# River Plots

There are many ways to look at the relationship between two categorical variables.

A simple contingency table will often do the job.

library(gmodels)

macroTable <- (data$macro, data$macroCust,
dnn = c("Birth Weight", "Customised Centile")

CrossTable(macroTable, digits = 2, prop.t = F, prop.chisq = F) Mosaic plots are pretty cool.

library(vcd)

mosaic(macroTable,
labeling = labeling_list(sep = ", ", cols = 1),
margins  = c(bottom = 7),
legend   = T, However, something I’ve really come to appreciate is the river plot. For example: You can make these using the R library(riverplot), but you have to do a bit of data wrangling first. I have written a function to help with this when I am working from a data frame where the two factor variables are in separate columns, and the rows are observations.

data <- data.frame("ID" = c(1:500),
"A"  = factor(sample(c(1:4), 500, replace = T),
labels = c("A", "B", "C", "D")),
"B"  = factor(sample(c(1:3), 500, replace = T),
labels = c("Big", "Mid", "Small")))

makeRivPlot(data, "A", "B") Here is the function.

makeRivPlot <- function(data, var1, var2) {

require(dplyr)          # Needed for the count function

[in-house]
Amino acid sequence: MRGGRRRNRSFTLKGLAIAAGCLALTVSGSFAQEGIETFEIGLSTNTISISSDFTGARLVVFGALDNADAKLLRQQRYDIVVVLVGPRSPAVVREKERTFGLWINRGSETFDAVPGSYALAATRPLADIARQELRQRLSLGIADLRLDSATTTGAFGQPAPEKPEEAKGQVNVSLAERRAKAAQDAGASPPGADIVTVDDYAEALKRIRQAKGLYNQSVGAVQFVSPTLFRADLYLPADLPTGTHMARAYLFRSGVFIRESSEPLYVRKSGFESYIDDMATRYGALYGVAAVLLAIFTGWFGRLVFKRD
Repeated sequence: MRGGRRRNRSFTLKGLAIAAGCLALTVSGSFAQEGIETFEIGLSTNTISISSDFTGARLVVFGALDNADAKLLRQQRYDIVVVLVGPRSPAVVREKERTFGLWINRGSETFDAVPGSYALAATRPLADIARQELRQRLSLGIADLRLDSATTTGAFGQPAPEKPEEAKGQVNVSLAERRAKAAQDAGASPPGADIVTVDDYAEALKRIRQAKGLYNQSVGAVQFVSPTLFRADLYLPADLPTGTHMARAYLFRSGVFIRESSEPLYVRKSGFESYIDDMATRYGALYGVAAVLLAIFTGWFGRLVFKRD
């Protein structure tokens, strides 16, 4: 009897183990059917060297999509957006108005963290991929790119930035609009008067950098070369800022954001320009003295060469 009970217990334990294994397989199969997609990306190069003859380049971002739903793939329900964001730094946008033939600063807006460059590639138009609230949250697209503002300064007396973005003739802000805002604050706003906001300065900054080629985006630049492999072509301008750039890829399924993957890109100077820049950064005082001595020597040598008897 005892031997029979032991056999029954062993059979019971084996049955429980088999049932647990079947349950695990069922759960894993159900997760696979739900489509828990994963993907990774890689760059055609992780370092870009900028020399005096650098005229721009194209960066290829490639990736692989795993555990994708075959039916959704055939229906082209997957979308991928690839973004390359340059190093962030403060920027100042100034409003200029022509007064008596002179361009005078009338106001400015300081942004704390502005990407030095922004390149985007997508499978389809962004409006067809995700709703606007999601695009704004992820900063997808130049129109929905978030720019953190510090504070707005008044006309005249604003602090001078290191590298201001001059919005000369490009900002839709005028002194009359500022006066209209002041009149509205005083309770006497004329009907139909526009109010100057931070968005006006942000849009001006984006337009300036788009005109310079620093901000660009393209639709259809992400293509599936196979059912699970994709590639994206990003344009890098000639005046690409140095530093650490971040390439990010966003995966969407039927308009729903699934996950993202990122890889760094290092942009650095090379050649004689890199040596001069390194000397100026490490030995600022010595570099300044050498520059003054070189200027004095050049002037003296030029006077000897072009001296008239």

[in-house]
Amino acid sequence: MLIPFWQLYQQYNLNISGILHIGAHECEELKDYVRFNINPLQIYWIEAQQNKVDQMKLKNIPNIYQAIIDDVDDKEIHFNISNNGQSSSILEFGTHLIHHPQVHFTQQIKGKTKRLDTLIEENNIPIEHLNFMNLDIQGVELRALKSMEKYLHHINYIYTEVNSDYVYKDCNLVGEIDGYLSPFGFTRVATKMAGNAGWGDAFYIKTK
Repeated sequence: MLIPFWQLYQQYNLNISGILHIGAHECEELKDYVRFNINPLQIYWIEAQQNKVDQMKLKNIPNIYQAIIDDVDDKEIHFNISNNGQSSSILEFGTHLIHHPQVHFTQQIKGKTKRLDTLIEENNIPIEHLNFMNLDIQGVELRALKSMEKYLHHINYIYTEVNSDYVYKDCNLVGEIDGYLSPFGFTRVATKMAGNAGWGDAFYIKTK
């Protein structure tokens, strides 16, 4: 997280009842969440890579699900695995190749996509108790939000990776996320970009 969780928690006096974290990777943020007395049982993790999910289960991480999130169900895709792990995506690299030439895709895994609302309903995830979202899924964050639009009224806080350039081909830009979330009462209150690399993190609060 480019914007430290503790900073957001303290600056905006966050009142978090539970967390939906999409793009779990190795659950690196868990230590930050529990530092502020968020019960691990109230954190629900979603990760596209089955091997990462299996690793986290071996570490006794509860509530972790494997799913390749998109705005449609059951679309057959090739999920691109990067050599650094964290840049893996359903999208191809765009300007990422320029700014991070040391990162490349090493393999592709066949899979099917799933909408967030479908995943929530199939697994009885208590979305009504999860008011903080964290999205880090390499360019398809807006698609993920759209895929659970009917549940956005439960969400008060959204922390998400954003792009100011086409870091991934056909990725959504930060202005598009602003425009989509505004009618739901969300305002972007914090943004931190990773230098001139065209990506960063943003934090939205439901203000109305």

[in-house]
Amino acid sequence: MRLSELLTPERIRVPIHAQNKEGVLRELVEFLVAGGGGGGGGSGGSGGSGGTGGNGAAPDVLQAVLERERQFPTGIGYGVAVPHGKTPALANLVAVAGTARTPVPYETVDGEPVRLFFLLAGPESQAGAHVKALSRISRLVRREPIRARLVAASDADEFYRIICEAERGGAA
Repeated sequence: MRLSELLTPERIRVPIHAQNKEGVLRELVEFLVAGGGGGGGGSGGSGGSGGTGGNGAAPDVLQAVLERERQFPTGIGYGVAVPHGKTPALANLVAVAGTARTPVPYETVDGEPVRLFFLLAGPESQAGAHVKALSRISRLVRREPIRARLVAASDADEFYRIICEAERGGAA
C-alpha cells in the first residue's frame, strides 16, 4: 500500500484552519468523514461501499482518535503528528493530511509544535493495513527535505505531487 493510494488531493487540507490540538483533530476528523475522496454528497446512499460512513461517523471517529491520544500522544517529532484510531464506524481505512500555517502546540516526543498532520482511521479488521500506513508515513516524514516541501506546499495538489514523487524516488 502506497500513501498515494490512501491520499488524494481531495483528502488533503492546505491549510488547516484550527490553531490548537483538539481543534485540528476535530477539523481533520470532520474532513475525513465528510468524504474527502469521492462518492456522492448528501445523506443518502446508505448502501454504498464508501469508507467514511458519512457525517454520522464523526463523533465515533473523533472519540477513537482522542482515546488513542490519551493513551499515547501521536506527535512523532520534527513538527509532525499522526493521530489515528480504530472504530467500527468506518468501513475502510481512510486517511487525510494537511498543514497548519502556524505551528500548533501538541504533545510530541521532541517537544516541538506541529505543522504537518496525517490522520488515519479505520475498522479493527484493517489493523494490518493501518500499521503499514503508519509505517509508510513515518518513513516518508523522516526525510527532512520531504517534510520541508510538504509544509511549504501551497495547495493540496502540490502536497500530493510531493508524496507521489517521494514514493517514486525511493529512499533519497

require(riverplot)      # Does all the real work
require(RColorBrewer)   # To assign nice colours

names1 <- levels(data[, var1])
names2 <- levels(data[, var2])

var1   <- as.numeric(data[, var1])
var2   <- as.numeric(data[, var2])

edges  <- data.frame(var1, var2 + max(var1, na.rm = T))
edges  <- count(edges)

colnames(edges) <- c("N1", "N2", "Value")

nodes <- data.frame(
ID     = c(1:(max(var1, na.rm = T) +
max(var2, na.rm = T))),
x      =  c(rep(1, times = max(var1, na.rm = T)),
rep(2, times = max(var2, na.rm = T))),
labels = c(names1, names2) ,
col    = c(brewer.pal(max(var1, na.rm = T), "Set1"),
brewer.pal(max(var2, na.rm = T), "Set1")),
stringsAsFactors = FALSE)

nodes$col <- paste(nodes$col, 95, sep = "")

river <- makeRiver(nodes, edges)

return(plot(river))
}